Pānchakosha

The Five Sheaths

Our body does not just consist of the visible physical form; we also possess four other subtle sheaths. Altogether each person consists of five “bodies” or KOSHAS.
These five Koshas are:
  • ANNAMAYA KOSHA - the Body of Nourishment - Physical Body
  • PRĀNAMAYA KOSHA - the Energy Body - Astral Body 
  • MANOMAYA KOSHA - the Mental Body - Astral Body
  • VIGYĀNAMAYA KOSHA - the Intellectual Body - Astral Body
  • ĀNANDAMAYA KOSHA - the Body of Joy - Causal Body
Our KARMAS (actions) and SAMSKĀRAS (memories and experiences) are stored in the Koshas. They form the partitions between the individual soul and the universal Self. Liberation – MOKSHA – therefore means to release the Ātmā from the limitations of the Koshas. In order to become one with something we must develop the same qualities as that with which we wish to unite. Until we have released ourselves from the Koshas, while we still hang onto our personal ego and continue to identify with the little “i”, we cannot become one with the Infinite.
On the other hand, however, all five Koshas are indispensable for our existence on the earthly plane. Without them we cannot exist here. To surmount and detach from the Koshas is primarily an extensive process of mental purification and development. When there are no more impurities, no more “shadows” remaining, then at the end of our life the astral body also dissolves and our soul’s spark unites with the infinite, divine light.
ANNAMAYA KOSHA is the physical body. It is influenced by the food we eat as well as by our environment and society. Therefore the Yoga teachings emphasise how important positive and beneficial human interactions, as well as a healthy, sattvic diet, are for our physical and mental development. The consumption of meat, alcohol and drugs weakens our vitality and fills us with negative vibrations. A wholesome, lacto-vegetarian diet, however, provides nourishment for the body in an optimal way.
PRĀNAMAYA KOSHA is the subtle sheath of cosmic energy that penetrates and surrounds the physical body. It forms our “aura”, the radiance that emanates from us. PRĀNA is the subtle “nourishment” that is as necessary to life as food and drink. With each breath we not only absorb oxygen, but also Prāna. All foods not only supply us with nutrients, but also with Prāna. The quality of our Prāna is decisively affected by external influences as well as by our own thoughts and emotions, and impacts upon the other Koshas.
MANOMAYA KOSHA, the mental energy sheath, is even more extensive and powerful than the Prānamaya Kosha. Its scope is infinite. The mind and thoughts can reach anywhere without any loss of time. Therefore, it is very difficult to control the thoughts.
Vedanta philosophy coined the saying:
MANO MĀTRA JAGAT – “The whole world exists in your mind.”
Innumerable levels and worlds exist in the mind of each individual. Every thought, every idea and every feeling forms a separate world for itself.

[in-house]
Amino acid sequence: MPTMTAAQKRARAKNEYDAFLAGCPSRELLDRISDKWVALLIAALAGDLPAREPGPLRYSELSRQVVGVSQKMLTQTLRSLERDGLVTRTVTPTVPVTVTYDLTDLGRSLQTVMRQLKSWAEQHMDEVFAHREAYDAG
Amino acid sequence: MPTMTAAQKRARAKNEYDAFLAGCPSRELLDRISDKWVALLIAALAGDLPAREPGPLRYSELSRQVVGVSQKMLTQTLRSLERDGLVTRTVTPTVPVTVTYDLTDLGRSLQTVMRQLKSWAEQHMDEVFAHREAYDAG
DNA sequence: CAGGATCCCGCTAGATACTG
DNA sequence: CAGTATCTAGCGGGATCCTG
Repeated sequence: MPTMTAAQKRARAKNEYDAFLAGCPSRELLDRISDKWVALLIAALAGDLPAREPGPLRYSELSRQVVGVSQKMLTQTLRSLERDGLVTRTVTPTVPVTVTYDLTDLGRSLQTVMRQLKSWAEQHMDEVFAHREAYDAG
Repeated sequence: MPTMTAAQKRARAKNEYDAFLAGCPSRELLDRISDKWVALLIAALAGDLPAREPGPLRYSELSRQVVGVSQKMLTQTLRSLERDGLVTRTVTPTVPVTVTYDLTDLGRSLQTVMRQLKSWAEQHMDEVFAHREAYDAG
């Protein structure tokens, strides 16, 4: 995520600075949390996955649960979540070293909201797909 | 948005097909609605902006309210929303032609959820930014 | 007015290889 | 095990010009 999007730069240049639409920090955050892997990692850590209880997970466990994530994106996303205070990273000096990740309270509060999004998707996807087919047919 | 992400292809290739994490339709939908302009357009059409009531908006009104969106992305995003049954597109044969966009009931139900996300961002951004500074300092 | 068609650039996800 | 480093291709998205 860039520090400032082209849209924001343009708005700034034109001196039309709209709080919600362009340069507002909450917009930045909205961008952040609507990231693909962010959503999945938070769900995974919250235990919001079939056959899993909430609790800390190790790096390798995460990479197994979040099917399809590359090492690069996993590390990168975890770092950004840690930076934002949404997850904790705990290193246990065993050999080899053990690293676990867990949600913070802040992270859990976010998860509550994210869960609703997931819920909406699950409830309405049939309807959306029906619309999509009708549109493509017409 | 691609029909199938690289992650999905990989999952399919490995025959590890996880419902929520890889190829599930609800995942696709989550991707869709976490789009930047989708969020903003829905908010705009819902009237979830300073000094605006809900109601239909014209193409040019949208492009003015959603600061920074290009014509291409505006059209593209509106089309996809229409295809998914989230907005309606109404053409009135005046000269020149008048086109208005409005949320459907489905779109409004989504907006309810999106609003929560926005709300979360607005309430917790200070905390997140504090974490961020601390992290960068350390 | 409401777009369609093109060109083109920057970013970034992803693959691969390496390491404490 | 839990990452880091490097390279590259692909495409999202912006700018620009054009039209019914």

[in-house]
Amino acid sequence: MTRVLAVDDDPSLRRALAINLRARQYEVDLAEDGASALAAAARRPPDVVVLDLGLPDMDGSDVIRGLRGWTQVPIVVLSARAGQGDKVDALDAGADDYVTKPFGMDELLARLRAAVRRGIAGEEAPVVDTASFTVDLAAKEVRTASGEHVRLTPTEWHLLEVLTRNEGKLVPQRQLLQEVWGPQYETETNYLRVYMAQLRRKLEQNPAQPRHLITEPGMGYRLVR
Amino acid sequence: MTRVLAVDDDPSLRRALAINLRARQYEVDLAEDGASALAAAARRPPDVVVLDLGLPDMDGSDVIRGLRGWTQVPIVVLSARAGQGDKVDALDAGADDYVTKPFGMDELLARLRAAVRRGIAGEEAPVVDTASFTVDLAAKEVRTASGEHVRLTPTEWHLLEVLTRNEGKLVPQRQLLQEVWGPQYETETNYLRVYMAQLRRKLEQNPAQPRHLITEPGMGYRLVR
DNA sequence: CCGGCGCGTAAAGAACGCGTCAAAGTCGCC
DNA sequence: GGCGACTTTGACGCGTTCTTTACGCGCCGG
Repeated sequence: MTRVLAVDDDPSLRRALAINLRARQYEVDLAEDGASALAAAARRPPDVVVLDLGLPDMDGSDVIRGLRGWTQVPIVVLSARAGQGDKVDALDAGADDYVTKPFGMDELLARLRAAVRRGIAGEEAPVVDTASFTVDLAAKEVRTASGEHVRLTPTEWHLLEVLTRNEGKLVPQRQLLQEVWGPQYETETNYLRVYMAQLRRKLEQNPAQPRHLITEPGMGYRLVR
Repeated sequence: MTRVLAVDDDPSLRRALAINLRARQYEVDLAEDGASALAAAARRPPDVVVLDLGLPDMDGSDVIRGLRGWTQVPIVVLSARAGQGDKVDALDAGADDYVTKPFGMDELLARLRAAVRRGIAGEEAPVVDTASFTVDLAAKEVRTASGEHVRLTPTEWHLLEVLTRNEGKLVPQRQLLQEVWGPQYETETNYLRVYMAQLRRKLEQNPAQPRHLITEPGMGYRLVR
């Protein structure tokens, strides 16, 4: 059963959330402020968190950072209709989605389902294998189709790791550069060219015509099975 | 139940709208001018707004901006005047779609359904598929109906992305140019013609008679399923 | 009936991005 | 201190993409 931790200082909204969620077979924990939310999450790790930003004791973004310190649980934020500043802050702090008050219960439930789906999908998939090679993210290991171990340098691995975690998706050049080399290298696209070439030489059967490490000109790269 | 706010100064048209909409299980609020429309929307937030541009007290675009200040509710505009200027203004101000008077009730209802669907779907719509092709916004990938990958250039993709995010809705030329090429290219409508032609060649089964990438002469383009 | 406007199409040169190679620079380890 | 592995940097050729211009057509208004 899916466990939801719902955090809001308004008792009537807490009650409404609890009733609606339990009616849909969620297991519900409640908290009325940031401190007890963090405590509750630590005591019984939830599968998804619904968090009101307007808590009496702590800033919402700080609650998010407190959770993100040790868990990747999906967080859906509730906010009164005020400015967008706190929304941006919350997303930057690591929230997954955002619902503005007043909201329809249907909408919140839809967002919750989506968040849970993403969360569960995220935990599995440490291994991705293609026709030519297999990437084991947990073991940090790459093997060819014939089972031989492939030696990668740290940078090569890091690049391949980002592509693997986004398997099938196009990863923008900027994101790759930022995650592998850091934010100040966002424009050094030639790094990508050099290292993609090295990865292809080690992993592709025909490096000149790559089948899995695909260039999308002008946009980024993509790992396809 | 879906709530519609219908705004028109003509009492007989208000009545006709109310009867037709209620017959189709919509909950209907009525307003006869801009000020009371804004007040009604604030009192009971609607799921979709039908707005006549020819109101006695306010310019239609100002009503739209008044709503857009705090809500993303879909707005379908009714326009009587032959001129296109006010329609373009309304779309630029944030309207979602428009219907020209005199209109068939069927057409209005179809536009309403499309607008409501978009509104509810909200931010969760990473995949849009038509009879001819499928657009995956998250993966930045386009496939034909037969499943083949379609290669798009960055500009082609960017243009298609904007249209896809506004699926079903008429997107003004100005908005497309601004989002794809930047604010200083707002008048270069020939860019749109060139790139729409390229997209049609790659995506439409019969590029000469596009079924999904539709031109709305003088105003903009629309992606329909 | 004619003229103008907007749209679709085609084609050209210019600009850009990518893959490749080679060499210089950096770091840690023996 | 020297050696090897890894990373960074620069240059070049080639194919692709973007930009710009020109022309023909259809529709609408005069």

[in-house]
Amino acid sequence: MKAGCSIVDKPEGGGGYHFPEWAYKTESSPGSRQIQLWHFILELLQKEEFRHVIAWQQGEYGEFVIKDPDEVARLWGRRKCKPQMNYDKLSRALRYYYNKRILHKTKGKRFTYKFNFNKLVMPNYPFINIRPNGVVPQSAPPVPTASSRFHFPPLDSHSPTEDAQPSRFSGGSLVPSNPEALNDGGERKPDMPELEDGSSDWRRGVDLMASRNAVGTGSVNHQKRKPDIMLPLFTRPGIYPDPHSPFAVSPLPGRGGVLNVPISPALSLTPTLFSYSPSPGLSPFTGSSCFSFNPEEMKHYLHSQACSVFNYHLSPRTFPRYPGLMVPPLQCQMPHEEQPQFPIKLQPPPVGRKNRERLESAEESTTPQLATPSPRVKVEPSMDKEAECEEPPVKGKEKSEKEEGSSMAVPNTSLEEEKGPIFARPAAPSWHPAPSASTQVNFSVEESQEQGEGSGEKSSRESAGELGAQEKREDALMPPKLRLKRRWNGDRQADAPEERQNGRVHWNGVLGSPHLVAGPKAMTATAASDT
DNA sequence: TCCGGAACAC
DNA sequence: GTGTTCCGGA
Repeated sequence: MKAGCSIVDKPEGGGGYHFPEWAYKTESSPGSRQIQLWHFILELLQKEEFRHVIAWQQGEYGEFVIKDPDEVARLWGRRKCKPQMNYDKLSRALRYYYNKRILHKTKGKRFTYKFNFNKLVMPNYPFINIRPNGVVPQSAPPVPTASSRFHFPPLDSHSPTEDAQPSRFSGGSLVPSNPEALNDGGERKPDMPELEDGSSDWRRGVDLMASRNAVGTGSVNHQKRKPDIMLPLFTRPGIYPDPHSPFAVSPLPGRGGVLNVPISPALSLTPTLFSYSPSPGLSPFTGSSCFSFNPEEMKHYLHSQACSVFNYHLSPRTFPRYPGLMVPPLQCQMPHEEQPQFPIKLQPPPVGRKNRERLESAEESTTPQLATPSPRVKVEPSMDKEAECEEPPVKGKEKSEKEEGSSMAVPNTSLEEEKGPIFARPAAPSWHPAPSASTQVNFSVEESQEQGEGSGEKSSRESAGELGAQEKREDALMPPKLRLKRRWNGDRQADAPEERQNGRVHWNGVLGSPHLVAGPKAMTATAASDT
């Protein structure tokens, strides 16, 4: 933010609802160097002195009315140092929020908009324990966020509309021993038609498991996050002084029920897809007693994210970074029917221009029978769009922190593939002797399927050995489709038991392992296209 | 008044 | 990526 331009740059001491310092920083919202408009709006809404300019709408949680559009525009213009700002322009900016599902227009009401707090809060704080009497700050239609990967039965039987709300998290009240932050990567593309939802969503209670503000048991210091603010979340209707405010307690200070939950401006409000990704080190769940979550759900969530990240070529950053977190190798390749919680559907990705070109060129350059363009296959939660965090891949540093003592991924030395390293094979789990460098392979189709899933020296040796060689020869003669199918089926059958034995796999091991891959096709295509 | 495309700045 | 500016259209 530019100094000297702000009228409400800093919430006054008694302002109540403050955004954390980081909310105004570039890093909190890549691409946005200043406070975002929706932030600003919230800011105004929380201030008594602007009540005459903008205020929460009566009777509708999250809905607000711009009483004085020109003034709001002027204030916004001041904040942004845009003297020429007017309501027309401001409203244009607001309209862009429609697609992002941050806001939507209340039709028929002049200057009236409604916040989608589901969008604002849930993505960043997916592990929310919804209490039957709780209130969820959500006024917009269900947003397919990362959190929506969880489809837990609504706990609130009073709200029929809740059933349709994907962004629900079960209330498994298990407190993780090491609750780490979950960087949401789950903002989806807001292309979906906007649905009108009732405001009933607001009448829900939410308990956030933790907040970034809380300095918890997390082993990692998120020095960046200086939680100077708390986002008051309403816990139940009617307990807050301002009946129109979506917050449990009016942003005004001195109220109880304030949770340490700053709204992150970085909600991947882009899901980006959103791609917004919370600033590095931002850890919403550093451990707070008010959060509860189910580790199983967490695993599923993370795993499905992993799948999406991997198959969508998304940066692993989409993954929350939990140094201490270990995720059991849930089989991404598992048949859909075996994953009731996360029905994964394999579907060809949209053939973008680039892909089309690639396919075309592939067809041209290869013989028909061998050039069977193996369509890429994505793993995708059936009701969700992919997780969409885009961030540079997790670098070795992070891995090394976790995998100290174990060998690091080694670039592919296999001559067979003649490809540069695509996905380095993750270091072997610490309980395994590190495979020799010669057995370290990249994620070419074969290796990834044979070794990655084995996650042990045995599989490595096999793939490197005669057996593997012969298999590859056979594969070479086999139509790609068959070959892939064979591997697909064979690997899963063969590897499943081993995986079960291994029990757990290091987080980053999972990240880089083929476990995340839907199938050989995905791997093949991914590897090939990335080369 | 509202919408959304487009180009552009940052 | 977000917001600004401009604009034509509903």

Only through controlling the mind can we gain control over our destiny! The best method of mastering the mind is to foster good thoughts and qualities. Following the rules of YAMA and NIYAMA , understanding, giving, praying and practising Mantra purify our karmic phänomen.
VIGYĀNAMAYA KOSHA is the intellectual body. It can also be positively or negatively orientated. This depends on the society we keep, together with the sensory impressions that we absorb from our environment. It is formed by the experiences, upbringing and education in this lifetime, and represents the sum total of all of these. The intellect, though, is not always our best adviser. All too often it is deaf to the truth and judges egoistically in line with our desires.
The intellect can be a very useful tool, but it can also be a great hindrance. That is why we should always employ both BUDDHI (reason) and VIVEKA (correct discrimination).
ĀNANDAMAYA KOSHA is the “body of bliss”. It is the subtlest of the five sheaths and the most difficult to overcome. This is because the aspiration for the fulfilment of our desires and for comfort and pleasure is a powerful motivator and a decisive power within us.
There are two types of joy:
  • the transitory, limited elation, and 
  • the eternal, unlimited feeling of supreme joy.
The first depends on certain conditions, the fulfilment of our desires and other favourable circumstances, whereas the latter is unconditional, and is totally independent of external conditions. Lasting contentment and MAHĀ ĀNANDA (infinite bliss) are bestowed upon us only in union with the Self; all other joys are limited and transitory.
Only through GYĀNA (wisdom) can we free ourselves from the Ānandamāya Kosha. BHAKTI (devotion to God) takes us close to this goal; but the final step can only be mastered through the knowledge of the truth. Only then can we finally attain MOKSHA (liberation).
The five bodies that encase the Jīvātmā can be compared with the skin of an onion - the “essence” of the onion being neither chemically nor physically derived from its skin.
It is the same with our identity. When we observe our body we say: “This is my body; this is my arm and my leg, my head ……” When we go a little deeper within ourselves, we recognise our thoughts and feelings. And we still say: “These are my thoughts, experiences....”, and so forth. This actually means that everything belongs to us, but is not identical to us. The “Self” is apparently something else. The body, thoughts, emotions and intellectual knowledge are merely skins that cover the nucleus of our existence. We can only experience this when we go deeply within ourselves and penetrate the numerous layers that cover it.


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